Newly established, a national park in Australia unveils a new plant species
A team of botanists from the US has named a new bush tomato species, based on collections made by their Australian colleagues, during government-funded surveys in a brand new national park.
After looking at collections from biodiversity surveys of a 10,000 km2 area now known as Limmen National Park, Bucknell University biology professor, Chris Martine, decided to form an expedition to relocate and describe a mysterious bush tomato uncovered during the government-sponsored studies.
A year later, Martine and his co-authors, including an undergraduate student, have published the new species in the open access journal PhytoKeys. The discovery offers a powerful case for investing in conservation through park systems at a time when these systems are under threat.
For the team of US scientists, knowing where to go was one challenge, but understanding the landscape in such a remote corner of the Australian Northern Territory and figuring out how to get there was quite another. Martine and his team from Bucknell (undergraduate lead author Mae Lacey and postdoctoral fellow Jason T. Cantley) could not do it without the local assistance and expertise of Peter Jobson, Senior Botanist at the Northern Territory Herbarium in Alice Springs.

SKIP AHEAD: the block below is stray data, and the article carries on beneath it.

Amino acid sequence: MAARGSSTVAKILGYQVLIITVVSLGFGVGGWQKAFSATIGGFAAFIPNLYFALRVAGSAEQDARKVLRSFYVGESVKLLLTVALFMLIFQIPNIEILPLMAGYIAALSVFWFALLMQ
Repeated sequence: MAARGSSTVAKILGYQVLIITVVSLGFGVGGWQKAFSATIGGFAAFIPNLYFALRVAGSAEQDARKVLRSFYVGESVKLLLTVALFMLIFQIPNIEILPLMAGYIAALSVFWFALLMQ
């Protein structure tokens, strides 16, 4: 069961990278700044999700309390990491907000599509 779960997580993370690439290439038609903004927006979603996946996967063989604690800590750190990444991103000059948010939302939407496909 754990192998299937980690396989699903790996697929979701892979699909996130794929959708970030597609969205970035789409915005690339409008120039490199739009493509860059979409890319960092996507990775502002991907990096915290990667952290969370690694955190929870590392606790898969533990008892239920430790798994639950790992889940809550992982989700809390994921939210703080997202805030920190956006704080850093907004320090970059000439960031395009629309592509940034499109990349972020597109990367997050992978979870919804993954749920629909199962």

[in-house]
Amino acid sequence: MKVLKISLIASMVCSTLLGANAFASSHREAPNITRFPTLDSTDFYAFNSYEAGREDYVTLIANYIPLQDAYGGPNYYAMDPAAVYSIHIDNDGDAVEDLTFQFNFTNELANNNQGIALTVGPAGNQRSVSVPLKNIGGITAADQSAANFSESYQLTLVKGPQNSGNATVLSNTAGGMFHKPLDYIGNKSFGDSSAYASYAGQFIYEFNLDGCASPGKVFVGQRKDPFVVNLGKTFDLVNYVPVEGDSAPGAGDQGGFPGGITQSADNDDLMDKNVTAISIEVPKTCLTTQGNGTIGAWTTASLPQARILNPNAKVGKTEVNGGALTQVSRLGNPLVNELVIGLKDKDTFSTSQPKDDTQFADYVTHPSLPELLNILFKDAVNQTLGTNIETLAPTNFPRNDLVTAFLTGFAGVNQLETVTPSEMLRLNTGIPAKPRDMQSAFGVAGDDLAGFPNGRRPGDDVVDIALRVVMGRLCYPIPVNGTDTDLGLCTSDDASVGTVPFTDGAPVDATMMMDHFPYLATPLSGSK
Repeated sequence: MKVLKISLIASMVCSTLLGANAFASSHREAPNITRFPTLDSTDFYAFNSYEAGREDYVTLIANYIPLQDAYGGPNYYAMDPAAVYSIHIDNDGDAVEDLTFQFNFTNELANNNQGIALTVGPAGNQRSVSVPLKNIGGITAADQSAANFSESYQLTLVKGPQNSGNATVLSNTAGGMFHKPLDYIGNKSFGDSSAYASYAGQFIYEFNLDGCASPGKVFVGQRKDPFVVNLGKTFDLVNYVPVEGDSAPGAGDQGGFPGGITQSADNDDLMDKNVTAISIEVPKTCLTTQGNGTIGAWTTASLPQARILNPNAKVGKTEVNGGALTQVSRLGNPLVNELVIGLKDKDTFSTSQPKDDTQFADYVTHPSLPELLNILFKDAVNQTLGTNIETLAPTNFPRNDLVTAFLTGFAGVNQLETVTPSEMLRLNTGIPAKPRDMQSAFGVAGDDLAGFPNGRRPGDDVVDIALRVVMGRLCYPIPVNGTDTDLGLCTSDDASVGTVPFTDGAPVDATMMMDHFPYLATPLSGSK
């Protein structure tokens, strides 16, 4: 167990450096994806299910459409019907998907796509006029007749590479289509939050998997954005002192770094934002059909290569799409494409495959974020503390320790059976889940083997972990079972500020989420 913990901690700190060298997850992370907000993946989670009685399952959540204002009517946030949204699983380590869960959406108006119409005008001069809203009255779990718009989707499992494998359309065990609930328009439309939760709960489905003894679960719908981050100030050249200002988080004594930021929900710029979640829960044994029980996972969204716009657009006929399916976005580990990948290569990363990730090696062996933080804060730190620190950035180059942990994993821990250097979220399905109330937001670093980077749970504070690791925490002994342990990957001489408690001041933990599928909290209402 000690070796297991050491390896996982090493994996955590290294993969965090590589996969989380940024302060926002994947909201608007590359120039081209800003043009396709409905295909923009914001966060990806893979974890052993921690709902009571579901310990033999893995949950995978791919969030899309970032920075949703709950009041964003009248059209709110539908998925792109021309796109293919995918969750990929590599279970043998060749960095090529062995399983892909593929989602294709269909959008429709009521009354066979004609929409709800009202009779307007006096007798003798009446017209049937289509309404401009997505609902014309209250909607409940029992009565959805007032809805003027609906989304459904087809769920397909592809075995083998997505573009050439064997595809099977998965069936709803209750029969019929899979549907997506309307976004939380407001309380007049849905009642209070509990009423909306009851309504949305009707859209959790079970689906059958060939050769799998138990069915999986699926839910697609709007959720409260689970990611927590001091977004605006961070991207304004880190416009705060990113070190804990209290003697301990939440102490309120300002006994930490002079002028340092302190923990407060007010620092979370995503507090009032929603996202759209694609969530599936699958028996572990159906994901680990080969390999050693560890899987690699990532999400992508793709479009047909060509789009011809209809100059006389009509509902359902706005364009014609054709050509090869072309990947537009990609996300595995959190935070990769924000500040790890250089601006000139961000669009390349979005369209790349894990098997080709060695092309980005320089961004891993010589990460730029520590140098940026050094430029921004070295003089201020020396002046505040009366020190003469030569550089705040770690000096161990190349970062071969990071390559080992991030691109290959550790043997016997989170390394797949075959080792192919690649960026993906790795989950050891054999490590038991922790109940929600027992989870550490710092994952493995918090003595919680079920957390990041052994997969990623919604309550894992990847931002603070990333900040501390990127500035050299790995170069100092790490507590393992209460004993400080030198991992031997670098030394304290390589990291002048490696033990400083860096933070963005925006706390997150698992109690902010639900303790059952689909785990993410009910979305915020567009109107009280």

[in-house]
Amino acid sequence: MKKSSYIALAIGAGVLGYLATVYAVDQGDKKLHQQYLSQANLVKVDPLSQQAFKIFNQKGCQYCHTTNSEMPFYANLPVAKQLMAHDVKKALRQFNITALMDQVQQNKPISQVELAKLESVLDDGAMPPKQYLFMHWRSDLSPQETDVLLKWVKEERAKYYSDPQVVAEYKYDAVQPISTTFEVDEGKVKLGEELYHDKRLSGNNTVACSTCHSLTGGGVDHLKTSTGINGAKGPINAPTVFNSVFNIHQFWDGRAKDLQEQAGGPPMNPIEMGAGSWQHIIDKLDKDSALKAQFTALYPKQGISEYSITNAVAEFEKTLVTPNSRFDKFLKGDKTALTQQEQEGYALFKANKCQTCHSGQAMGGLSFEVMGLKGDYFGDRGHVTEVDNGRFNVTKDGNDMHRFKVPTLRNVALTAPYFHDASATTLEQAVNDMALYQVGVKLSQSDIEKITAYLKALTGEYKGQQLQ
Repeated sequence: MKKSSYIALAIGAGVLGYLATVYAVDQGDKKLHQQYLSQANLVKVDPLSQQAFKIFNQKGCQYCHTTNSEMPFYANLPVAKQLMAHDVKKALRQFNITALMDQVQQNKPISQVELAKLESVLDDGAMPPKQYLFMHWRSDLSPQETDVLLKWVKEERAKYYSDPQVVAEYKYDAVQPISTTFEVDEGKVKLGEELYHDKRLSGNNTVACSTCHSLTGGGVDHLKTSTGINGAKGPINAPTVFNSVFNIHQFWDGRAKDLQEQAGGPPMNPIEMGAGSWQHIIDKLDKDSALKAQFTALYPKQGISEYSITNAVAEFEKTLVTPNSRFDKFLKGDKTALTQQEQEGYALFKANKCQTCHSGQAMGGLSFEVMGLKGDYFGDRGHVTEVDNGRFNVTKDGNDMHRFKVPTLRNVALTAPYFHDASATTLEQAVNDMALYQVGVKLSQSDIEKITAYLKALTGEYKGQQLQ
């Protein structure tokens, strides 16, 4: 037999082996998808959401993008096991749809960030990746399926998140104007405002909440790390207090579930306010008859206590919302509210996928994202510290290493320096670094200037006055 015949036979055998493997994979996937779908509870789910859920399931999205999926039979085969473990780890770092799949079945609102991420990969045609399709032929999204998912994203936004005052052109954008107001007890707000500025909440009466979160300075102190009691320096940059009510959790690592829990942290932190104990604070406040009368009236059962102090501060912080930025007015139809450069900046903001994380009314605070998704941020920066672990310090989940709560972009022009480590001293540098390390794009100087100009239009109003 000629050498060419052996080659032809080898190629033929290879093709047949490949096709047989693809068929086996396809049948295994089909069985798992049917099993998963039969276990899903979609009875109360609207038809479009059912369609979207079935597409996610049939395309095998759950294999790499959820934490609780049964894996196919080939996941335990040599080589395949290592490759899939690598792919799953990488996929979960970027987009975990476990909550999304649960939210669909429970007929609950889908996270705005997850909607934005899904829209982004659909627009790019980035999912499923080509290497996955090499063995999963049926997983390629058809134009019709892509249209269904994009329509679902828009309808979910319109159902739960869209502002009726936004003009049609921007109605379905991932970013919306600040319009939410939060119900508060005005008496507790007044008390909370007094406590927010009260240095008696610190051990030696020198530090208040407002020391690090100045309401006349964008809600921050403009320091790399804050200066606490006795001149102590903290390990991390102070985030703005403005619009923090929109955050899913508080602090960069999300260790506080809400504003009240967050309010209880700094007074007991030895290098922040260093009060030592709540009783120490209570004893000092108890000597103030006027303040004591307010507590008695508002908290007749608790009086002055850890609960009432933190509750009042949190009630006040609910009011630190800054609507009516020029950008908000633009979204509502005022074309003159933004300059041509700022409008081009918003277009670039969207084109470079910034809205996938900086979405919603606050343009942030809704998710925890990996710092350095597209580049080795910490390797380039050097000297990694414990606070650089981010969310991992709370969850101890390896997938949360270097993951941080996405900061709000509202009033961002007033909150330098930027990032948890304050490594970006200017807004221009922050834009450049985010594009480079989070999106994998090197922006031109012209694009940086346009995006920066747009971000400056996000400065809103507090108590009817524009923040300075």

To acknowledge the pivotal role of Jobson in the successful search, the new species, Solanum jobsonii, has been named after him.
"Jobson is one of a handful of botanists employed by the Northern Territory government who are tasked with stewarding a vastly diverse flora," explains Martine. "Not only are many species there of conservation concern, but unknown numbers of species are yet to be found and given names. Those scientists are doing yeoman's work."
Martine named a previously discovered species for Ian Cowie, the Curator at the Northern Territory Herbarium in Palmerston, in 2011. Solanum cowiei, a species from Litchfield National Park, was described in a paper appearing also in PhytoKeys.
The scientists hope that the discovery of this latest new species turns a spotlight on the importance of protecting natural areas and supporting the individuals who are charged with their care.
The new species, a relative of the cultivated eggplant, has been recorded under specific habitat conditions from only four locations in the monsoon tropics of northern Australia. Because of this, Martine and his colleagues have suggested that it be listed as "Vulnerable" as per the Red List Categories and Criteria of the International Union for Conservation of Nature.
"There are rare and unusual species all over the world, just like this one, that deserve our appreciation and protection"" said Martine. "Luckily, many are already living within the boundaries of conservation areas like state and national parks in Australia, the US, and elsewhere."
"However, the rise of anti-science and anti-conservation rhetoric in the US, especially, has put federal and state protected lands here at risk," he said. "It also threatens the rich biodiversity our Founding Fathers celebrated and the American scientific enterprise they held so dear."